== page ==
Both embodiments provide a simplified method of manufacture while producing a superior end product. This invention constructs seamless belts that are usable when they are cast, without the need for post-finishing operations to achieve the essential thickness requirements.
In one embodiment of the invention, a transfer member suitable for use in an image forming system is manufactured by applying liquid polymer to a rotating mold and curing the liquid polymer.
According to an alternate embodiment, a transfer member is formed by dispensing a conductive coating to an internal surface of a rotating mold, followed by an application of a first liquid polymer coating to the mold. The conductive coating and the first liquid polymer coating are cured to an intermediate stage. A second liquid polymer coating is applied to the cured liquid polymer, followed by application of a support material to form a stacked structure. A heavy elastomeric liner, which either does not bond to the liquid polymer or has a release agent on its surface, is inserted into the mold and the stacked structure is cured to a final stage while the mold is rotating. The elastomeric liner and the stacked structure (the transfer member) are removed from the mold.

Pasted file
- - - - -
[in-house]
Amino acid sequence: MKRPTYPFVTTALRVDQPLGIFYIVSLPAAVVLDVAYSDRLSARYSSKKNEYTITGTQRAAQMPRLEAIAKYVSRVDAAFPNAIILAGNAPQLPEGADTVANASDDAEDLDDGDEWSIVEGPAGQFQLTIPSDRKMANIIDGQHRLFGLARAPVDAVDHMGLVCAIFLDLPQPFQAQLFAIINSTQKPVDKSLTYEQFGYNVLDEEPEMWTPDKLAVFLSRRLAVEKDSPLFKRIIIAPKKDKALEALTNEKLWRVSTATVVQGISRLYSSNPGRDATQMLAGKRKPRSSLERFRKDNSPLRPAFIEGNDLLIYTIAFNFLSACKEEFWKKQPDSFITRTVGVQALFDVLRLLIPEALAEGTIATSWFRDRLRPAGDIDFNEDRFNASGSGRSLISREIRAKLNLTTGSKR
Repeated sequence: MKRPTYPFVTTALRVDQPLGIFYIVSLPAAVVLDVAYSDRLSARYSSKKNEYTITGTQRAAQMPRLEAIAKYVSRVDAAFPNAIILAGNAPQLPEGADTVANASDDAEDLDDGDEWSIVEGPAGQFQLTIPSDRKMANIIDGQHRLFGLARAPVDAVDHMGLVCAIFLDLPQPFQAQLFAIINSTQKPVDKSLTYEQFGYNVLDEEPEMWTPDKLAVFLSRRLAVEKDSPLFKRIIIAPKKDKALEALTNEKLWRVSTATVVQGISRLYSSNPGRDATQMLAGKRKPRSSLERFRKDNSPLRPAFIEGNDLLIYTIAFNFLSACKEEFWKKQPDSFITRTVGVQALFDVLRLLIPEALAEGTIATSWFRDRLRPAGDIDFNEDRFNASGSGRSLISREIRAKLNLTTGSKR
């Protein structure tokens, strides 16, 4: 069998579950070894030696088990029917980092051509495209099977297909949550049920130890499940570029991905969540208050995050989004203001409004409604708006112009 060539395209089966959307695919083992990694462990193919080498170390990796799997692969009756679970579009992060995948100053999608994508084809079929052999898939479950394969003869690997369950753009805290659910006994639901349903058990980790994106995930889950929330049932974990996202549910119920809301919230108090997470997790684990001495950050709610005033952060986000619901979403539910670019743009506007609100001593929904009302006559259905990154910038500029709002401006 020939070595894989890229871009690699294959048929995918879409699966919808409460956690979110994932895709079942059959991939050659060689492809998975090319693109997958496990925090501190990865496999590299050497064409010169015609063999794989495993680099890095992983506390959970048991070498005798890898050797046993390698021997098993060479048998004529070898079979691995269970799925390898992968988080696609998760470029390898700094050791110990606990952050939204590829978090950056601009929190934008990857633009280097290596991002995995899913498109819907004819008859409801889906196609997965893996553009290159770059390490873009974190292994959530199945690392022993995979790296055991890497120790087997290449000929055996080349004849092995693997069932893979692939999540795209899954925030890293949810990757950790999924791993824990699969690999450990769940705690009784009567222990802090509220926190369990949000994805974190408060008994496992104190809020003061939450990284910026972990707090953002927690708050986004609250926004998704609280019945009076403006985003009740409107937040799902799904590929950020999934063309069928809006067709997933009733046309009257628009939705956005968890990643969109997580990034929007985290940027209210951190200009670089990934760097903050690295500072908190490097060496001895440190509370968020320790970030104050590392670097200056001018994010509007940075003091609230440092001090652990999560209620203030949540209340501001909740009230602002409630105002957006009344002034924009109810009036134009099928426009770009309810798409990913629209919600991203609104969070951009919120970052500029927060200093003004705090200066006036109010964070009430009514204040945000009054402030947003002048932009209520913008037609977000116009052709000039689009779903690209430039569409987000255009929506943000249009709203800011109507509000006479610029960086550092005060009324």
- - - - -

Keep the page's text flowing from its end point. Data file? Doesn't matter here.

In yet another embodiment, a transfer member is formed by first dispensing a thin coating of liquid polymer to an internal surface of a rotating mold, followed by application of a support material. A heavy elastomeric liner, which does not adhere to the curing rubber, is optionally inserted in the mold. The liquid polymer and the support material are cured to an intermediate stage while the mold rotates. A second liquid polymer coating is applied to the rotating mold, and a conductive coating is applied to the second liquid polymer coating to form a stacked structure. The stacked structure is cured to a final stage, removed from the mold and inverted.
FIG. 1 is a schematic illustration of one type of image forming system suitable for employing the transfer member of the present invention.